Anesthesia – General and Spinal
Anesthesia can be general or spinal. General anesthesia is the induction of a balanced state of unconsciousness, which is accompanied by the absence of pain sensation and paralysis of skeletal muscle over the entire body. It is induced through the administration of anesthetic drugs either intravenously or by inhalation. It is usually used during major surgery and other invasive surgical procedures. Along with this, there is also amnesia and weakening of autonomic responses. Spinal anesthesia is induction of anesthesia by administering drugs into the spinal canal. Anesthesia is to be administered only by qualified medical professionals and a proper medical history as well as clinical examination and investigations form an important part of the pre-anesthetic checkup. Irrespective of this, certain adverse effects can occur due to anesthetic drugs and bradycardia is one of them.
Causes of Bradycardia During Anesthesia Induction
Bradycardia is reduction of the heart rate below 60 beats per minute. It is a fairly common adverse effect as many anesthetic agents stimulate the parasympathetic system which decreases the heart rate.
Bradycardia can occur during all phases of anesthesia like induction, maintenance and postoperative phase but most commonly it occurs during the maintenance phase.
The various causes of bradycardia during anesthesia are:
1.Anesthetic drugs, including the following:
b. Intravenous analgesic opioids like remifentanil, alfentanil and fentanyl
2. Any drug given by the surgeon should also be considered.
3. Hypoventilation and hypoxia during anesthesia induction as well as laryngospasm and aspiration can also cause bradycardia.
4. Stimulation of vagal reflexes.
5. Surgical factors like inferior vena cava compression or pneumoperitoneum.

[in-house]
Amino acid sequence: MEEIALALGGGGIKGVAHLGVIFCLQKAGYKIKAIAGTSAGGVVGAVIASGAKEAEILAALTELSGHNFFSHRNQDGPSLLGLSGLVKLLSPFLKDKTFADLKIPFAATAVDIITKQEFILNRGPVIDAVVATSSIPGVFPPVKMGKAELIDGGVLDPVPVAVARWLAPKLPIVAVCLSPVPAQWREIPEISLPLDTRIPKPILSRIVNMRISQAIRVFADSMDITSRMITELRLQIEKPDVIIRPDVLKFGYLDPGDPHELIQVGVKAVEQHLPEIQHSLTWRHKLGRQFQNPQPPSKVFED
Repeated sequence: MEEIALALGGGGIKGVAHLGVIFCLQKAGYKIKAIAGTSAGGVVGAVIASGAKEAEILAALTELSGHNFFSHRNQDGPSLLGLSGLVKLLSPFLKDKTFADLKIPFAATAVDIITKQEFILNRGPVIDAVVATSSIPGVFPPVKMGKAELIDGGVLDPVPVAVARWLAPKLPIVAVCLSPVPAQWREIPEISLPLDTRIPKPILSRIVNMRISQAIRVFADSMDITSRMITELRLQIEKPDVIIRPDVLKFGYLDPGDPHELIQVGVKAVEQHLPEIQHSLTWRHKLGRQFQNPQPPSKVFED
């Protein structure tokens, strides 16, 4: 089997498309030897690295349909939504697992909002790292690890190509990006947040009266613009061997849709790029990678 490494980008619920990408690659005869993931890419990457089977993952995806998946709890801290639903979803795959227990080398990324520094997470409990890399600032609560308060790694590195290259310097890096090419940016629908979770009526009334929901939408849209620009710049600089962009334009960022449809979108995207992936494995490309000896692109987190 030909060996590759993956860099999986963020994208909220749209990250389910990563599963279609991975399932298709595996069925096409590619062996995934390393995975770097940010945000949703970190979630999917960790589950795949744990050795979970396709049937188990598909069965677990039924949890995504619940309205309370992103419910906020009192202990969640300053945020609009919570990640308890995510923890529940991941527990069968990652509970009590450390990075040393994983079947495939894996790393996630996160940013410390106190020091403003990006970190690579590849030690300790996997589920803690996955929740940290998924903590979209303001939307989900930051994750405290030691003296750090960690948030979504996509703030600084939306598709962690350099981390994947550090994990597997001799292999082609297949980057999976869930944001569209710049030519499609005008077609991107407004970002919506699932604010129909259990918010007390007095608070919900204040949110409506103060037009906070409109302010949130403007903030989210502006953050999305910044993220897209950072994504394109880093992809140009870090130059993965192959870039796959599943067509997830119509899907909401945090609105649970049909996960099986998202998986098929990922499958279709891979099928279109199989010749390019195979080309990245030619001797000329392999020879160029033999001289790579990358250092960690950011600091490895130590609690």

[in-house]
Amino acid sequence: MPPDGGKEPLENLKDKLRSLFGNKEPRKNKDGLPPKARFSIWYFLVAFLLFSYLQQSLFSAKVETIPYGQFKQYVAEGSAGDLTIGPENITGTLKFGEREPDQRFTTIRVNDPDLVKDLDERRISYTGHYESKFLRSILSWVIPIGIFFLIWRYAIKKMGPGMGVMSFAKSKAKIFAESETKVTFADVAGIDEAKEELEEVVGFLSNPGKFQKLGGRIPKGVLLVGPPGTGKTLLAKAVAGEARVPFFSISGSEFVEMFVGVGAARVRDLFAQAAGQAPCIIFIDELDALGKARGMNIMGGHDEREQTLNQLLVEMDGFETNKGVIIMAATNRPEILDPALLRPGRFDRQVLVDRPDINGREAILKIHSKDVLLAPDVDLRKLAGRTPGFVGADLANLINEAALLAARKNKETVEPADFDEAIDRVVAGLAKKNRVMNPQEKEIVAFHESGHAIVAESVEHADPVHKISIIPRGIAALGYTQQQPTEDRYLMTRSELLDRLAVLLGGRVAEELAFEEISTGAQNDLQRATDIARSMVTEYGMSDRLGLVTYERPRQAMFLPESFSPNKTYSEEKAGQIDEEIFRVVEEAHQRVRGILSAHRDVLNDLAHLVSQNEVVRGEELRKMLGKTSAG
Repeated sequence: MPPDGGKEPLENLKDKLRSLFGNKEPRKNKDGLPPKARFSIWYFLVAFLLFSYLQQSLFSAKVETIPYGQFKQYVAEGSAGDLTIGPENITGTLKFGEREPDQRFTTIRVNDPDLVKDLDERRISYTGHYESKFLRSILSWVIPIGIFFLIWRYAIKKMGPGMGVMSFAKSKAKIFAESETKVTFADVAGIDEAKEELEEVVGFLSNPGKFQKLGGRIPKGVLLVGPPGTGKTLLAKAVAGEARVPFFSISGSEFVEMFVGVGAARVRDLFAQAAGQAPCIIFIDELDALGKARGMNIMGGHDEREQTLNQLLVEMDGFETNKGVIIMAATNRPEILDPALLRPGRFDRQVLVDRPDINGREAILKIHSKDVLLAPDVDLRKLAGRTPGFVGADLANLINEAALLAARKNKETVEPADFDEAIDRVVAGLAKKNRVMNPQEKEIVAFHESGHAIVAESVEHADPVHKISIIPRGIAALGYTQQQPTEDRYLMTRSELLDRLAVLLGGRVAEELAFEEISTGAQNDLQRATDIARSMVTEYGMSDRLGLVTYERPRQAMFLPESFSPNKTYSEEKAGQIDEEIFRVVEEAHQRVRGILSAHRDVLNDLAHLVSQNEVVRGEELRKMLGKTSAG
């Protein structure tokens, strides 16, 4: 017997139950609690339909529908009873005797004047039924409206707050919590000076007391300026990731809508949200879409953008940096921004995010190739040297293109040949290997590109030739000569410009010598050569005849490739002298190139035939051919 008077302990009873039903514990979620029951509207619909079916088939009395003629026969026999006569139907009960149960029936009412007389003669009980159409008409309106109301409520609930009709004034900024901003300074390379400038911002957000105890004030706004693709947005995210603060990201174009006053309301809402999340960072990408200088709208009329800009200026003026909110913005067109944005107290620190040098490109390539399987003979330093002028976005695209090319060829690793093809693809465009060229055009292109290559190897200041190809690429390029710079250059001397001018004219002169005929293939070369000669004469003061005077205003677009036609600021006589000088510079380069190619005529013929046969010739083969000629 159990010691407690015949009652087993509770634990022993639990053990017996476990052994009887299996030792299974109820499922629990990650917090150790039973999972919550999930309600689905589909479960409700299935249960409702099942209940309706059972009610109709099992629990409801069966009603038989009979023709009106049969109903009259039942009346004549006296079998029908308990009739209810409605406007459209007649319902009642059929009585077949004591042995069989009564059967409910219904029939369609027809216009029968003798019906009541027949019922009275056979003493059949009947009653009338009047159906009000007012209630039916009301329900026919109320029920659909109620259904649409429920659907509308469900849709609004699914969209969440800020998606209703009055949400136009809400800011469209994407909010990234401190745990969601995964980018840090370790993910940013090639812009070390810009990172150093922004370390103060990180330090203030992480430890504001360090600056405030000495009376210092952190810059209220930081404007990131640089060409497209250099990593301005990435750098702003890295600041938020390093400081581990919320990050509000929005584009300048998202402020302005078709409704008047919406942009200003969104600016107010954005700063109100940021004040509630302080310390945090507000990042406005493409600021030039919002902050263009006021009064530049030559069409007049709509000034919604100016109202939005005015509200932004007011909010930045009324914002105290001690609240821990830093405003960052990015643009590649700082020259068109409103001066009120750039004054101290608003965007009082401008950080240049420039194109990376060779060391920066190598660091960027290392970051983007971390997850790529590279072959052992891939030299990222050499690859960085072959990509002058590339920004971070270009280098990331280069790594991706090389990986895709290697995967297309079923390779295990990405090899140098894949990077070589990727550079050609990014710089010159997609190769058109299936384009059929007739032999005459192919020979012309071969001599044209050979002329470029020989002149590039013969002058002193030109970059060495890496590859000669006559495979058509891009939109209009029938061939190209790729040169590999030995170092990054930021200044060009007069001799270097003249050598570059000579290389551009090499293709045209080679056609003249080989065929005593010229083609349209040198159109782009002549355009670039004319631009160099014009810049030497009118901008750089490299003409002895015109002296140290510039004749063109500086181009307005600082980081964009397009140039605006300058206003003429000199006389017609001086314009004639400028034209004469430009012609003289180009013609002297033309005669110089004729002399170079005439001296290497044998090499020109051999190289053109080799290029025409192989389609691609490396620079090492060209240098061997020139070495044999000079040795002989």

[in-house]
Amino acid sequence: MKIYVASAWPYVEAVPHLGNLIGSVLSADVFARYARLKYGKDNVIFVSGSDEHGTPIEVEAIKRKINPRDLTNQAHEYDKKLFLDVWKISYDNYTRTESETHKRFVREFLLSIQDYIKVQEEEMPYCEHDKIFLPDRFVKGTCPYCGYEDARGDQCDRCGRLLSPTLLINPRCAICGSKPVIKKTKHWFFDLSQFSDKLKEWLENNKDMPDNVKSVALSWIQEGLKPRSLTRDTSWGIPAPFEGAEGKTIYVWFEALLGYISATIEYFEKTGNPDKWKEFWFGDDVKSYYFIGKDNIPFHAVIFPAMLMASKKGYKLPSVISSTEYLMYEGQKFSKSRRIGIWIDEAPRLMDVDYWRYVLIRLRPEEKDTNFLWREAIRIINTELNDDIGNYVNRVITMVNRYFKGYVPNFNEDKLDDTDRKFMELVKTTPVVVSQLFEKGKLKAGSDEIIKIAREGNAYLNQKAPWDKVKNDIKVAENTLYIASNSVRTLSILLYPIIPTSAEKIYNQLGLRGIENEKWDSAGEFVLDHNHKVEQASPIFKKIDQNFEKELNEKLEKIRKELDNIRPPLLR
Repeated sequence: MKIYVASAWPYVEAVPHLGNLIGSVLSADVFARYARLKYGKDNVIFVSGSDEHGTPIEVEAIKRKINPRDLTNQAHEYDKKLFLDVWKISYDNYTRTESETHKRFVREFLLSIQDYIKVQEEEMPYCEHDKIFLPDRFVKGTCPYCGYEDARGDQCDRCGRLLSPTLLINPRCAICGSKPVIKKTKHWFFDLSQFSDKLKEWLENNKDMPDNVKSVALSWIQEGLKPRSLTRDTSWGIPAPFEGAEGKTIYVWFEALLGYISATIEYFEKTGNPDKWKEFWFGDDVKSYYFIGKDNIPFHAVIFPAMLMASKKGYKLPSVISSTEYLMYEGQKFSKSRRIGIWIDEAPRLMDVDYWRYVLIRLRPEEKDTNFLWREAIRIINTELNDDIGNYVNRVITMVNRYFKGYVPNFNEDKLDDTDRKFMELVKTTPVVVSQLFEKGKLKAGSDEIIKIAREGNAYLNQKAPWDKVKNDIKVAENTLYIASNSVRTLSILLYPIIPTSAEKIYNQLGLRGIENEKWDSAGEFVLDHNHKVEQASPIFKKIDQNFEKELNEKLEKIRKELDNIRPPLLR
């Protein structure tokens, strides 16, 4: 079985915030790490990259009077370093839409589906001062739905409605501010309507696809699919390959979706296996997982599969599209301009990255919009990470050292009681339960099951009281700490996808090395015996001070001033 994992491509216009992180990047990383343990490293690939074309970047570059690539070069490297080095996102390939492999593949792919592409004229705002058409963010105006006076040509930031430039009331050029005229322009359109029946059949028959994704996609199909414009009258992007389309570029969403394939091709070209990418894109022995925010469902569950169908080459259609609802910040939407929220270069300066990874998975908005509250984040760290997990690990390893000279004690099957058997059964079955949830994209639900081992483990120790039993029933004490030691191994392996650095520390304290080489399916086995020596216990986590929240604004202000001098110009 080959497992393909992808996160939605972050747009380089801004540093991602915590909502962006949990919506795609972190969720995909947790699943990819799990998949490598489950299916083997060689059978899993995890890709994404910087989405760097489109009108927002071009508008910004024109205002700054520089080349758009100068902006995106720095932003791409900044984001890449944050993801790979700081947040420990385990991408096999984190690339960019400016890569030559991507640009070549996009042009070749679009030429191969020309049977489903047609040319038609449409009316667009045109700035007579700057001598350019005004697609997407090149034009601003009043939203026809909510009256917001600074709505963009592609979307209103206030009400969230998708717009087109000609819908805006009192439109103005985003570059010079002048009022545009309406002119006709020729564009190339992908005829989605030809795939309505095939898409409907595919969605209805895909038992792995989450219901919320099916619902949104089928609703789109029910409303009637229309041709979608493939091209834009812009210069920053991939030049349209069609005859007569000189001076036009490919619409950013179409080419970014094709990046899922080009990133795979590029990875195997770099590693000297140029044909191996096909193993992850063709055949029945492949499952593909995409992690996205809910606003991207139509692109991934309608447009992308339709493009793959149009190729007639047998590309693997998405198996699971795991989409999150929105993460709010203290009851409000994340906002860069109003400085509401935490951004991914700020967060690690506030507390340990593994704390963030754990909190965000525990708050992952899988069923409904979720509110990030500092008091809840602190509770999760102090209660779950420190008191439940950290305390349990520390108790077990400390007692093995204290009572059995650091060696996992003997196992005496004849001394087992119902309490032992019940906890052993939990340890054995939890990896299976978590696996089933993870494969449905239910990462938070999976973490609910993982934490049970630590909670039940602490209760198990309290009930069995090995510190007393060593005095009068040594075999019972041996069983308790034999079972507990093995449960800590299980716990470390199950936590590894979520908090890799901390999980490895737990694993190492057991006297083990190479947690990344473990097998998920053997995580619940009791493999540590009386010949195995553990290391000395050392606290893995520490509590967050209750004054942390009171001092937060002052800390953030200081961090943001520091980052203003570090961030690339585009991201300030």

6. Undetected blood loss.
7. Cardiac events like hemothorax or pneumothorax.
Management of Bradycardia
Bradycardia is considered as an emergency as due to insufficient heart rate, cardiac output decreases and hence this leads to compromise in oxygen delivery to the tissues.
Management of bradycardia during anesthesia comprises of two steps:
A. Emergency management
1. Adequate ventilation and oxygenation is provided if there is any compromise in the airway.
2. The anesthetic drug is discontinued if it is known to be the cause of bradycardia.
3. Intravenous atropine is given to increase the heart rate.
4. If necessary, intravenous adrenaline is given.
B. Further care
1. If necessary, an adrenaline infusion is continued.
2. An external pacemaker is considered.
3. Urgent cardiology consultation if the situation warrants.
Associated Complications of Bradycardia
The following complications can occur along with bradycardia:
1. Hypotension – decrease of blood pressure
2. Cardiac arrest
To conclude, bradycardia during anesthesia induction is to be considered as an emergency and should be dealt with promptly. Regular close monitoring should be done till the patient is completely out of the effects of anesthesia and the heart rate returns to normal.
1. Complications in Anaesthesia, 2007 by John L Atlee.
2. Textbook of Anaesthesia, 2007 by Alan R Aitkenhead, Graham Smith, David J Rowbotham.